I rather like the effect of the diverging verticals in this image, though its something I try to use sparingly. But it seems in this image to lead the eye down to the subject in the centre of this ultra-wide image, Cleaners from the United Voices of the World union protesting for a living wage and for fairness in the way they are treated by their managers on the 10th day of their strike.
As a documentary photographer and a journalist I hold dearly to the principles of recording events accurately; our work has to retain its integrity to be of any worth. That does sometimes require keeping a certain distance, needing to be careful not to interfere in the events I’m photographing. But although that means I won’t hold the banner or blow the horn, it doesn’t mean that I don’t have a point of view, and any set of photographs is to a certain degree subjective.
I wouldn’t be here photographing this protest if I didn’t think that all workers have a right to proper treatment and a living wage, and that it was important. Our major media outlets don’t think strikes and protests like this are news and are unlikely to publish my pictures, but I disagree.
It is a dispute that involves issues which are vital about how we live together, issues of fairness and equality, and ones that are brought sharply into focus here, at the centre of one of the world’s great financial centres, the City of London, by the naked greed of some of the wealthiest people and companies in the world.
And the response of the employers to the cleaners claims for a decent wage and proper treatment? To take them to court and try and get an injunction against them striking, probably spending as much or more on that as it would have cost to come to a sensible settlement.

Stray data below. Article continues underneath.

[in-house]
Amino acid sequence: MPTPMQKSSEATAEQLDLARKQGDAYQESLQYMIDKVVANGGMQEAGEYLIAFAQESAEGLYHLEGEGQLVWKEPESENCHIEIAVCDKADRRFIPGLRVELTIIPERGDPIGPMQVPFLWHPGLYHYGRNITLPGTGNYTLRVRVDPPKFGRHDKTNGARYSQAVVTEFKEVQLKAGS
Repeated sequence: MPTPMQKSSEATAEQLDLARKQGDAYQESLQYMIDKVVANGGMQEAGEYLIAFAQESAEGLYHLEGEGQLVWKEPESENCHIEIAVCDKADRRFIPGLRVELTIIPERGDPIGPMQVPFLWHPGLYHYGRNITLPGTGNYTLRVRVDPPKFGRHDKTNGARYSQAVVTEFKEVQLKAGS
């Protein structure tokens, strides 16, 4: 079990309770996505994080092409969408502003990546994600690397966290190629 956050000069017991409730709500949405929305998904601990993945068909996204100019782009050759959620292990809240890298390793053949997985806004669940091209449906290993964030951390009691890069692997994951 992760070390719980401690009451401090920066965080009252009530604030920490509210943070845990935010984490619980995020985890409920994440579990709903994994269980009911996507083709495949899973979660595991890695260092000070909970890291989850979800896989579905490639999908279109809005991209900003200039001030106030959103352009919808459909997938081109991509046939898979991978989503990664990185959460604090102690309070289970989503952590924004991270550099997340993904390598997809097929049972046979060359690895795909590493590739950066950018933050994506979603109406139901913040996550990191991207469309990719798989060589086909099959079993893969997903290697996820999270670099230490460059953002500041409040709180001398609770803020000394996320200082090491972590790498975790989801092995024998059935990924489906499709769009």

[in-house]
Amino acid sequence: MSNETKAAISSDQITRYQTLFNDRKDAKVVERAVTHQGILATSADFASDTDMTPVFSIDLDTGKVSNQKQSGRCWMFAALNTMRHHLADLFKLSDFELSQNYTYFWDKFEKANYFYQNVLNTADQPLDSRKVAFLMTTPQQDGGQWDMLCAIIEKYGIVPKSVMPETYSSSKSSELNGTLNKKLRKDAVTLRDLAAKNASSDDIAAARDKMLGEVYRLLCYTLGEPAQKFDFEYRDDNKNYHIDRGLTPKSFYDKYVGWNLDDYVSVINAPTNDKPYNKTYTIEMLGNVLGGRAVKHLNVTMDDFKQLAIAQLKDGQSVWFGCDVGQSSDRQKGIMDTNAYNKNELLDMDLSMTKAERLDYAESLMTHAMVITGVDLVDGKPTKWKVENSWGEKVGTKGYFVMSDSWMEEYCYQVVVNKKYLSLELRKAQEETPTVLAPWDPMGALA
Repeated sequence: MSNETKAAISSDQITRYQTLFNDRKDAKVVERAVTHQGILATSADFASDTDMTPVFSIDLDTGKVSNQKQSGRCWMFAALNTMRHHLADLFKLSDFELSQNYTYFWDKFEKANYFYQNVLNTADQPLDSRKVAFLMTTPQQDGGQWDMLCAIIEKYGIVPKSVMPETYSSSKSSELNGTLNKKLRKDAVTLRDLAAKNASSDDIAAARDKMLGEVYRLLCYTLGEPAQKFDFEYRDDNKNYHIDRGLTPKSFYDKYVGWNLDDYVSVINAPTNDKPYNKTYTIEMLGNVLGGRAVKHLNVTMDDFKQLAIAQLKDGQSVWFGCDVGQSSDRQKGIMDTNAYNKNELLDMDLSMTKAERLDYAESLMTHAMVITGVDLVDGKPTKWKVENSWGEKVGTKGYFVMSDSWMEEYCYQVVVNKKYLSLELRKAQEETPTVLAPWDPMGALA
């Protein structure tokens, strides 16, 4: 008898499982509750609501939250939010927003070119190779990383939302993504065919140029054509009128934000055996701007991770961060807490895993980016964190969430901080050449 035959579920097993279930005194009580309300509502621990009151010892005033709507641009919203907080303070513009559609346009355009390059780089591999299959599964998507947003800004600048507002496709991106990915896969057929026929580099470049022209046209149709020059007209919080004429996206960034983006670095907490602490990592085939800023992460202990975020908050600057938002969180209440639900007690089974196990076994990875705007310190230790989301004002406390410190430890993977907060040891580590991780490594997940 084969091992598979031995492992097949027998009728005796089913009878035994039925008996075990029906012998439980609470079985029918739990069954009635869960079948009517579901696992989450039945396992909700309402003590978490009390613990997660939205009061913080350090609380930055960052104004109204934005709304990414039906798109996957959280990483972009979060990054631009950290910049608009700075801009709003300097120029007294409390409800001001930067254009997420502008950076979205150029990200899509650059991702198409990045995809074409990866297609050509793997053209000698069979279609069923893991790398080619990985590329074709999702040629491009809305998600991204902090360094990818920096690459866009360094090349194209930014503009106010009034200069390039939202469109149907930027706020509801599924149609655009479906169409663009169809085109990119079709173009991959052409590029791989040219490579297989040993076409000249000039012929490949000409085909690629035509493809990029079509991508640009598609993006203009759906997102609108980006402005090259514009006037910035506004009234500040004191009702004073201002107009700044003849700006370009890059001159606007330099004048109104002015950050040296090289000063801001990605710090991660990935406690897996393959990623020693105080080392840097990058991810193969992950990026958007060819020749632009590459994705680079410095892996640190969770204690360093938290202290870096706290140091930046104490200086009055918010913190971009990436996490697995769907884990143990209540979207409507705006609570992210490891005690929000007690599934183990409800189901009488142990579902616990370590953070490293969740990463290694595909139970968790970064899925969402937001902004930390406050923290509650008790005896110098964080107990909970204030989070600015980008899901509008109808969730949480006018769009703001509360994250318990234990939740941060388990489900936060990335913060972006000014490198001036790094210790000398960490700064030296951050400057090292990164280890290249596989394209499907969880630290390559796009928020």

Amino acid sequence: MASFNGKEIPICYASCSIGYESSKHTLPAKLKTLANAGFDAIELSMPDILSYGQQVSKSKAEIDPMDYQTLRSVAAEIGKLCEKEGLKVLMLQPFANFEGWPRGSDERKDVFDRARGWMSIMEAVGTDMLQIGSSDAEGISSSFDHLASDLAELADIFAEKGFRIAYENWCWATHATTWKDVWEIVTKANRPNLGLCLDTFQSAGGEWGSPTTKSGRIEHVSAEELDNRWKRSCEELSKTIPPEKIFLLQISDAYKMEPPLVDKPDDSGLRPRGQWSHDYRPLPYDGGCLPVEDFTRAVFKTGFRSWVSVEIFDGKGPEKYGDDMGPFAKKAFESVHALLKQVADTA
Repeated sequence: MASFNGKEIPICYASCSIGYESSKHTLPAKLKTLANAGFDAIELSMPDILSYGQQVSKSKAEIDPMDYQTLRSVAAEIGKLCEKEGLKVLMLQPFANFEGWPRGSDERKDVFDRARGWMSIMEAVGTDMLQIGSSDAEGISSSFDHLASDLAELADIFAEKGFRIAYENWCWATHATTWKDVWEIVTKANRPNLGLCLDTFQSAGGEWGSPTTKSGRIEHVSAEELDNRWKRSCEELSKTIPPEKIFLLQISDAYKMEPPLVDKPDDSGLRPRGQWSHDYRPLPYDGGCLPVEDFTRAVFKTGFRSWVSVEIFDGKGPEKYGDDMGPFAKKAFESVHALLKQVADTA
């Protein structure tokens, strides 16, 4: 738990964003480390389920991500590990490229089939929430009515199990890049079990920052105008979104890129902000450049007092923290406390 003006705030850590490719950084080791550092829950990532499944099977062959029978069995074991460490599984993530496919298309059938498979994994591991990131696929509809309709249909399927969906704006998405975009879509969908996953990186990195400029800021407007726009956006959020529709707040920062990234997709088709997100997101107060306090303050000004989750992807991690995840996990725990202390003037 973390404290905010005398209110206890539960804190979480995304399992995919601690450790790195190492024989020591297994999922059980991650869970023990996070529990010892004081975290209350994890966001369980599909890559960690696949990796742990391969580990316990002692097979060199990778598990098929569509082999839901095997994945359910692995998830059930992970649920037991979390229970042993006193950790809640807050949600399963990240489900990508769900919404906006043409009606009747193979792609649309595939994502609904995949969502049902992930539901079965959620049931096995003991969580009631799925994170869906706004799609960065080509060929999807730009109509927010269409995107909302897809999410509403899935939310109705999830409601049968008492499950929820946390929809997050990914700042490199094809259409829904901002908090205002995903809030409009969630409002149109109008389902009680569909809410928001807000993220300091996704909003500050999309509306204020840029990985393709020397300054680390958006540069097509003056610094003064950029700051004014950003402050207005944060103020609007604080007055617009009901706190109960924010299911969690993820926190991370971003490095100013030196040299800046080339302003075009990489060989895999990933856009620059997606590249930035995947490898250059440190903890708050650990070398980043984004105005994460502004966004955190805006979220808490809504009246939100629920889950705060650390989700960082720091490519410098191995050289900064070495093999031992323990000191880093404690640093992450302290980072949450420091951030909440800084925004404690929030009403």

The court made things worse, although turning down the injunction against striking, by imposing conditions on picketing (a practice already well covered by law) but also by imposing legal costs on the cleaners’ union which were actually greater than the total assets of the union, a grass roots organisation totally funded by the subscriptions its low paid members. It was a striking demonstration of how our legal system, despite its ideals, is a system for the rich and institutionally biased against the poor.
At the end of the protest outside the offices at 100 Wood St (at a distance carefully measured to meet the terms of the injunction) the cleaners and supporters marched off to protest outside the office of the building management company CBRE, the largest commercial real estate company in the world, who manage the building for the richest man in Europe, Amancio Ortega (and the companies whose offices it houses include Schroders and J P Morgan) though the dirty work of managing the cleaners badly and paying them poorly is outsourced to a small cleaning company.
It got rather crowded around the entrances to the CBRE offices, which is where the full-frame 16mm fisheye came in useful (corrected as usual with Fisheye-Hemi.) When I’m using it for landscape or architecture I usually take great care to keep the lens upright, where I work with it using the built in markers of the D810, when small triangles at centre right and centre bottom of the frame show you have the camera straight and level, but there isn’t the time or need to be so precise when photographing protests, and the D700 used for these pictures lacks this feature.
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All photographs on this and my other sites, unless otherwise stated, are taken by and copyright of Peter Marshall, and are available for reproduction or can be bought as prints.